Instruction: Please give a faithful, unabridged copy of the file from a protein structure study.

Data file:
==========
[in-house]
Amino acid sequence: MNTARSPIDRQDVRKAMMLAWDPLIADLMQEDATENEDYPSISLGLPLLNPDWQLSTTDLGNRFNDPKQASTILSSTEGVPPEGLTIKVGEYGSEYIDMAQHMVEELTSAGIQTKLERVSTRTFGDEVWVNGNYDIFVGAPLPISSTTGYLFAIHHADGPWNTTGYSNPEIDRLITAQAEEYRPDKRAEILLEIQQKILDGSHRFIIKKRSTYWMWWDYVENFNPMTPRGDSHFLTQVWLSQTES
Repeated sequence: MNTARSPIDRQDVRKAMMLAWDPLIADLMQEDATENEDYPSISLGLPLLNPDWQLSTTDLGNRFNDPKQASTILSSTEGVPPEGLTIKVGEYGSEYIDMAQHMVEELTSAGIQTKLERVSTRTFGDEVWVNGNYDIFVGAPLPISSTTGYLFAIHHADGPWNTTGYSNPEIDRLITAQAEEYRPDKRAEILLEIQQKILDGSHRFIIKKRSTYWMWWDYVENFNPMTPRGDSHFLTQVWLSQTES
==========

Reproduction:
[in-house]
Amino acid sequence: MNTARSPIDRQDVRKAMMLAWDPLIADLMQEDATENEDYPSISLGLPLLNPDWQLSTTDLGNRFNDPKQASTILSSTEGVPPEGLTIKVGEYGSEYIDMAQHMVEELTSAGIQTKLERVSTRTFGDEVWVNGNYDIFVGAPLPISSTTGYLFAIHHADGPWNTTGYSNPEIDRLITAQAEEYRPDKRAEILLEIQQKILDGSHRFIIKKRSTYWMWWDYVENFNPMTPRGDSHFLTQVWLSQTES
Repeated sequence: MNTARSPIDRQDVRKAMMLAWDPLIADLMQEDATENEDYPSISLGLPLLNPDWQLSTTDLGNRFNDPKQASTILSSTEGVPPEGLTIKVGEYGSEYIDMAQHMVEELTSAGIQTKLERVSTRTFGDEVWVNGNYDIFVGAPLPISSTTGYLFAIHHADGPWNTTGYSNPEIDRLITAQAEEYRPDKRAEILLEIQQKILDGSHRFIIKKRSTYWMWWDYVENFNPMTPRGDSHFLTQVWLSQTES